VCs talk about the flip side of growth without profit. “The product-market fit you are getting in high-burn businesses is not the right business,” reckons Niren Shah, managing director and head of Norwest India. This probably explains, he underlines, why even large listed companies are facing the issue of profitability. “Product-market fit and unit economics are mutually exclusive,” he says. Many get the first without getting unit economics. But the real problem starts when you try to fix the latter. “And then you realise that your product-market fit is gone,” he adds. “It’s easier to make revenue without profit.” Conceding that one can’t post profits overnight, Shah reckons that one should at least try to hit the road to profitability early in the innings. “There has to be an intent, a serious intent,” he says.
Losses notwithstanding, there is also a case for giving more time to loss-making unicorns. “If the businesses got highly valued, then definitely there must be something more than vanity metrics,” says Vikram Gupta, founder and managing partner of IvyCap Ventures. There are businesses, he underlines, which can turn positive the moment they stop investing. “But the question is would you do that at the cost of scale?” he asks. If a business is posting losses, but has high customer stickiness, accelerating revenue and a wide addressable market, then it’s okay to have a bleeding report card, provided you are not excessively bleeding.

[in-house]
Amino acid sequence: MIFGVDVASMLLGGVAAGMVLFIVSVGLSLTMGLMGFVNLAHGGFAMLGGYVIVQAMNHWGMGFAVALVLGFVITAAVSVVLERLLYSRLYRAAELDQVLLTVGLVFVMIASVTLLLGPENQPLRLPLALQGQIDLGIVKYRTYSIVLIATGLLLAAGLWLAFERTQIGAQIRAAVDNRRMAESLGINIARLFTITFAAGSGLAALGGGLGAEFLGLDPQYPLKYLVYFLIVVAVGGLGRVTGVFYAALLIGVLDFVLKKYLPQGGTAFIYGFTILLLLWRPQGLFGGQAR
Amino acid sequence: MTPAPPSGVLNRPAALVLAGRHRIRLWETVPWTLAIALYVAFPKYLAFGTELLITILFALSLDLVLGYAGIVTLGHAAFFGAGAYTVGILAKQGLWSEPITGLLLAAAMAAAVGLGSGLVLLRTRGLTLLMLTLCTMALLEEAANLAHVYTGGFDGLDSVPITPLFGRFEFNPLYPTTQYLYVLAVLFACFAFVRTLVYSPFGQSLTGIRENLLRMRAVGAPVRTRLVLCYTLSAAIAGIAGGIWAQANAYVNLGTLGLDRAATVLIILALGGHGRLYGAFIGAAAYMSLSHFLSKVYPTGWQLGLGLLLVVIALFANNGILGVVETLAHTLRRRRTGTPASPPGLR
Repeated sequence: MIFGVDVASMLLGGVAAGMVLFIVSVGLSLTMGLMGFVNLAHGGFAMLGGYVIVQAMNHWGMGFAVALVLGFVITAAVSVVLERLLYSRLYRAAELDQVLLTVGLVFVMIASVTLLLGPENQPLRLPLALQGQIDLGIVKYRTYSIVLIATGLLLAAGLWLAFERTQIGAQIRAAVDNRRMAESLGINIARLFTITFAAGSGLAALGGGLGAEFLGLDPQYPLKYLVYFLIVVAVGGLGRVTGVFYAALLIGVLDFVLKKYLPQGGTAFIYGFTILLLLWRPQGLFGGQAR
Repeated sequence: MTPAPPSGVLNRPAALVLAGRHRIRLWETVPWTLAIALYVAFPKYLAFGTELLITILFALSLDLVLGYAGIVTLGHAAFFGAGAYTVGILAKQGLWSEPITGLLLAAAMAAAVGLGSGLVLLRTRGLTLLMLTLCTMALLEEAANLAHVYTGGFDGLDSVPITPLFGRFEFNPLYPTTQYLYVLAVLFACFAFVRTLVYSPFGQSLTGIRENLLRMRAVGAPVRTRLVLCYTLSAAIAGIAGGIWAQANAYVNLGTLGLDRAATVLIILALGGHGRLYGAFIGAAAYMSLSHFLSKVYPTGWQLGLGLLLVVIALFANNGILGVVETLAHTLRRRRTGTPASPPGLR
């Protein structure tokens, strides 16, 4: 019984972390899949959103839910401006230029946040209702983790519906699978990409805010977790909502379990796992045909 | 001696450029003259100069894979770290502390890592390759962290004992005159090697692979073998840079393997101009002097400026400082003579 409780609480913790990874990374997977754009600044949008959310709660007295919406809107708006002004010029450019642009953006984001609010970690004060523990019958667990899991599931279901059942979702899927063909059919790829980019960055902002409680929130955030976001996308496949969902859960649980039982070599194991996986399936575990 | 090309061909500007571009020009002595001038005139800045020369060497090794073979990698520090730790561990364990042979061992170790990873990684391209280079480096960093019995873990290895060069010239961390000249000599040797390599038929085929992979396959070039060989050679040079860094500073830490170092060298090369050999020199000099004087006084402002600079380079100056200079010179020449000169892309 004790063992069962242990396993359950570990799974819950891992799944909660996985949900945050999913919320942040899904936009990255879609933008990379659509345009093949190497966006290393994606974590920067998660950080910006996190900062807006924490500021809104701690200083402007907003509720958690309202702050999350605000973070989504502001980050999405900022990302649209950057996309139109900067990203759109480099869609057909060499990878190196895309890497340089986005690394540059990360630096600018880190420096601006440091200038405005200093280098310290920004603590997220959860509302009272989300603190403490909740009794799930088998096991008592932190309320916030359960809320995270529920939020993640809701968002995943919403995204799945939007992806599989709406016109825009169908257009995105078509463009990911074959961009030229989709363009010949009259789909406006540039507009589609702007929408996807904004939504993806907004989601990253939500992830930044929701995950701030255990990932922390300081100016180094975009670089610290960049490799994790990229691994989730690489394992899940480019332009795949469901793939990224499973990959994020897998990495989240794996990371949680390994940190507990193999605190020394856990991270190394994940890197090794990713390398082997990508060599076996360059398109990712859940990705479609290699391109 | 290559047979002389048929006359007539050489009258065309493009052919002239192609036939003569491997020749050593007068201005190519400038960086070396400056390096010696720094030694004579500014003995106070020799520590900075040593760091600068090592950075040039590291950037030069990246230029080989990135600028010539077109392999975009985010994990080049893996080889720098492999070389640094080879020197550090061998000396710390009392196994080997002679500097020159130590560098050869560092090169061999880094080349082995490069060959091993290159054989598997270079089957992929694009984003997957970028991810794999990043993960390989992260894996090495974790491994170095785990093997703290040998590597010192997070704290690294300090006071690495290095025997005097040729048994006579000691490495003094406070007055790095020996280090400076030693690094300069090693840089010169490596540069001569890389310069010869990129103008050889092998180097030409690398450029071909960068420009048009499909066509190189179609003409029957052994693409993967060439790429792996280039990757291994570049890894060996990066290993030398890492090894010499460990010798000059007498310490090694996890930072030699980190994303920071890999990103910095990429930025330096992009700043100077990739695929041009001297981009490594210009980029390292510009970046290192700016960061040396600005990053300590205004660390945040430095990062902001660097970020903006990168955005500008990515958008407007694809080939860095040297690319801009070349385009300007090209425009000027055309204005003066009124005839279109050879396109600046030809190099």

Sustainable, indeed, is the key word. Shah tells us what went wrong with the ecosystem so far. “The founders hit the gym and only built the upper part of the body. They became muscular,” he says, alluding to the growth and scale achieved by the startups. Now Shah tells us what needs to be done. “VCs must also tell them to build leg muscles as well. Unless you have solid legs, your muscular torso won’t add value,” he underlines. When promise, performance and profit (3 Ps) come together, you get a valuable company.
The hope of future growth also gives rise to another hope: Future profit. While B2B businesses don’t need much time to post profit, B2C is a different game. Then there are the nuances of scale, segment and competition. Gupta gives the example of Lenskart. “There is no dogfight. It’s not a Swiggy-Zomato or Amazon-Flipkart kind of bleeding fight,” he says. In spite of that, Lenskart took a decade to post profit. “Let’s be more patient. They will grow sustainably,” he adds.
In this special issue on profitable unicorns, Forbes India decided to not take a deep dive into the storied tales of Zoho, Zerodha and their likes. The idea was simple: To talk about the other shades of unicorns that are not widely known or seen. Take, for instance, OfBusiness and Oxyzo. It’s rare to have two profitable unicorns co-founded by a husband-wife team, along with a few others.
Then there is Lenskart, which stayed in loss for over a decade and now has posted three consecutive years of profit. Another interesting story is Mamaearth. It’s not easy for consumer brands to post profits. This D2C beauty brand has had two back-to-back years of profit, plus a blistering pace of growth: From ₹22.19 lakh to over ₹900 crore in operating revenue in just six years! And not to forget the bootstrapped outsider—EaseMyTrip—which got the unicorn tag handed by the public market valuation.